Her research combines genetics and mathematics/statistics to employ experimental and analytical methods to study questions in plants, fish and mammals.  She has worked on questions in conservation such as “How are populations of bats in Manitoba related to those in other places?” and in evolution “Why are there so many species of flowering plants?” Her work has received continuous funding from the National Sciences and Engineering Research Council of Canada (NSERC), and other granting agencies. Dr. Good did a BSc (Hons) at the University of Toronto where she developed her interest in population and evolutionary genetics. She then completed an Msc in Conservation Genetics with funding from a Smithsonian institution fellowship, and her PhD. at Penn State in Molecular Evolutionary Genetics. She also did a post-doctoral fellowship at the National University of Mexico.

MelanieMartinDr. Melanie Martin (Physics)

“I enjoy my work because I can see inside the human body, without doing harm in any way.”

Dr. Martin is a UWinnipeg professor and Director of the Magnetic Resonance Microscopy Centre in the Department of Radiology at University of Manitoba. Her research focuses on the development of new MRI techniques for earlier diagnosis of central nervous system disorders such as Alzheimer’s disease and multiple sclerosis. She has a BSc (Hons) Physics from University of Manitoba. Her MS, MPhil and PhD are from Yale in Applied Physics/Biomedical Engineering.  Dr. Martin was a postdoc then an Associate Scientist at Caltech.

TabithaWoodDr. Tabitha Wood (Chemistry)

“I like doing this research because I’m helping to explore the infinite possibility of molecules in our universe.”

Dr. Wood leads an organic synthetic chemistry methodology research program at UWinnipeg. Her research seeks to discover efficient and reliable, new chemical reactions that transform common carbon-based molecules into useful and interesting products. Her research interests also extend into the design of small molecule pharmaceuticals to treat human diseases. Dr. Wood completed a post-doctoral fellowship at the Ontario Cancer Institute after obtaining her PhD in Chemistry from Dalhousie University and her BSc from the University of Winnipeg.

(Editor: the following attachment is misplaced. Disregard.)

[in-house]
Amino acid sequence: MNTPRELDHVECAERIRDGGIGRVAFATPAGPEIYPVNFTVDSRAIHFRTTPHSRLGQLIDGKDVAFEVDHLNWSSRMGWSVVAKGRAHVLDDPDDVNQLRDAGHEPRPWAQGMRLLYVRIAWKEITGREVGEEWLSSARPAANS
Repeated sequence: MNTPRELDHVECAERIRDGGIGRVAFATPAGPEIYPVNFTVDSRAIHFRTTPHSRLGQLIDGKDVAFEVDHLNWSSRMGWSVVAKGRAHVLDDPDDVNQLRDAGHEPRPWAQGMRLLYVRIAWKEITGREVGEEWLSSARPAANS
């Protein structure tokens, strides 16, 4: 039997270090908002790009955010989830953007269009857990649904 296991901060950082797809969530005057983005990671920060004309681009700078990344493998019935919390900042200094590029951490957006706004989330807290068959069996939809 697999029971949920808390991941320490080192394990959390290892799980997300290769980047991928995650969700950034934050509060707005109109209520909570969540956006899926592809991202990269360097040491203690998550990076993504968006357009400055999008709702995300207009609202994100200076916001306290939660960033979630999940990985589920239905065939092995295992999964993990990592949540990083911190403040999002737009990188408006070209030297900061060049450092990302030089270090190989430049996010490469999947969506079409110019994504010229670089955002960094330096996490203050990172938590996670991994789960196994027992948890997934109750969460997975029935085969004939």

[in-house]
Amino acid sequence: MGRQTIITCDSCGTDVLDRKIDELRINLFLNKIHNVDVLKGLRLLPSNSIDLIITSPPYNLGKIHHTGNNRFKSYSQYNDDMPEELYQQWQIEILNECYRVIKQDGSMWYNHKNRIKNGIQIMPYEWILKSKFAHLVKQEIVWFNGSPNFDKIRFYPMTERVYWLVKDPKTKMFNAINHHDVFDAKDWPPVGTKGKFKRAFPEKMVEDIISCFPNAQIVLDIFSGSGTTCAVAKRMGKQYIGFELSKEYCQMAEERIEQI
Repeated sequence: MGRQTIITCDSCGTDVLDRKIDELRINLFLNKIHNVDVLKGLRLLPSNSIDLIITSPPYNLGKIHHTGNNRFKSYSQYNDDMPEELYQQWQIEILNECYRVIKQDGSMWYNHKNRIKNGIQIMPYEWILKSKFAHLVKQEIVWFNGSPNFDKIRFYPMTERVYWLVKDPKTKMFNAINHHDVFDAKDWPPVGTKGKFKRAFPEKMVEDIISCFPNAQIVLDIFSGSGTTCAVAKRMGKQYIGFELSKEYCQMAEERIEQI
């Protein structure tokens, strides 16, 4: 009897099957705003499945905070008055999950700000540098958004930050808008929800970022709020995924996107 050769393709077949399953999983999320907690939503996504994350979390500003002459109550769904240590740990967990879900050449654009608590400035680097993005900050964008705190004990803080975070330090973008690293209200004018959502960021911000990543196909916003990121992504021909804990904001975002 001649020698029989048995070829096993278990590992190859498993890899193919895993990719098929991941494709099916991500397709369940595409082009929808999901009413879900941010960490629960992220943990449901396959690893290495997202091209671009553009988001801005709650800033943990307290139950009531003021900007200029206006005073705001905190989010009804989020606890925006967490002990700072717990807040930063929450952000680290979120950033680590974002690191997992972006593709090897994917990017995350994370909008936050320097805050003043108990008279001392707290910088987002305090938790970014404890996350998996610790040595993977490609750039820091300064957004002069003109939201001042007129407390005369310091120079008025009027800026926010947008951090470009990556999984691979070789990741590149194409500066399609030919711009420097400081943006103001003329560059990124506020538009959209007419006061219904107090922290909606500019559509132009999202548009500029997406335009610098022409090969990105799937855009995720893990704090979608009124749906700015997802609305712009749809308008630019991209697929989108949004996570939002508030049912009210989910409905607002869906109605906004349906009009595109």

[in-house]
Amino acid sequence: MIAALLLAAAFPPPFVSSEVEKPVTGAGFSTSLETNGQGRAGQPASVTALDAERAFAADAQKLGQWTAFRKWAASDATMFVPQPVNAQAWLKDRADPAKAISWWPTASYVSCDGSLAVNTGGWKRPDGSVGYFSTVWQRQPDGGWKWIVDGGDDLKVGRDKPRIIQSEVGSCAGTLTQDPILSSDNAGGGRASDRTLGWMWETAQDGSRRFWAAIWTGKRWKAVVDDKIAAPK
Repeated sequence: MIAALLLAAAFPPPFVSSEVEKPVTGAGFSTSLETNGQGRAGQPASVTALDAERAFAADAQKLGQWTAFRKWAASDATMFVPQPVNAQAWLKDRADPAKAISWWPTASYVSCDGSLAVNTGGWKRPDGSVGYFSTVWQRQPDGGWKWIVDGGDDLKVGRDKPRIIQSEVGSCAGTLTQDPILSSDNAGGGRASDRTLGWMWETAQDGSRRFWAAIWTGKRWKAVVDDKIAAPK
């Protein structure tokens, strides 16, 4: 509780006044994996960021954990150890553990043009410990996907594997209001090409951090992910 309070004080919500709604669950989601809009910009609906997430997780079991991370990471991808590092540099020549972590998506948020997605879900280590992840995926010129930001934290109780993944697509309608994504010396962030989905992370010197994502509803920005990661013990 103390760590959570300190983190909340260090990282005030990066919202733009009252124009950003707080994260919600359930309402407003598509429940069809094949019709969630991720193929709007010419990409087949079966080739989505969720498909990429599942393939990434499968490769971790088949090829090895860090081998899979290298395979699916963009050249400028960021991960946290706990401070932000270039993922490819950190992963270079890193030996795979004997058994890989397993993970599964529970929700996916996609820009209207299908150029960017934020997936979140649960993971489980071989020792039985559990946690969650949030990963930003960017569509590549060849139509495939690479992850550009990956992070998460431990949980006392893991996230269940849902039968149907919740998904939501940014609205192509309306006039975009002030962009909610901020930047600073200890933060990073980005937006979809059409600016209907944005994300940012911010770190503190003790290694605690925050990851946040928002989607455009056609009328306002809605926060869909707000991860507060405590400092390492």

Tabitha Wood, Vesna Milosevic-Zdjelar and Beata Biernacka

Tabitha Wood, Vesna Milosevic-Zdjelar and Beata Biernacka

Student tour at UWinnipeg

In the afternoon of October 16, three dedicated UWinnipeg faculty members  — Dr. Vesna Milosevic-Zdjelar, Dr. Beata Biernacka and Dr. Tabitha Wood — will take the high school girls on a tour of UWinnipeg labs and facilities.

Dr. Beata Biernacka (Biology)  has devoted herself to making science accessible, interesting and relevant to young people, and most notably, to inner-city youth. “Let’s Talk Science” inspires children to learn more about the world and opens the door to a lifetime of discovery and inquiry. Since 2003, Biernacka has been coordinating and growing  UWinnipeg’s Science Outreach program, matching inner-city teachers with UWinnipeg students who then visit their classes to present science experiments.

Vesna Milosevic-Zdjelar (Physics) is also active in Let’s Talk Science and is one of the main coordinators for UWinnipeg’s participation in the NSERC Promoscience Program – a program that features a series of weekly science activities at the Manitoba Children’s Museum. She also helped with the CSI program of summer camps for inner-city schools that is run through the Social Planning Council of Winnipeg. The program helps at-risk elementary students stay involved in learning over the summer months, and she assists with the organization of the Homework Club at the Wii Chiiwaakanak Learning Centre.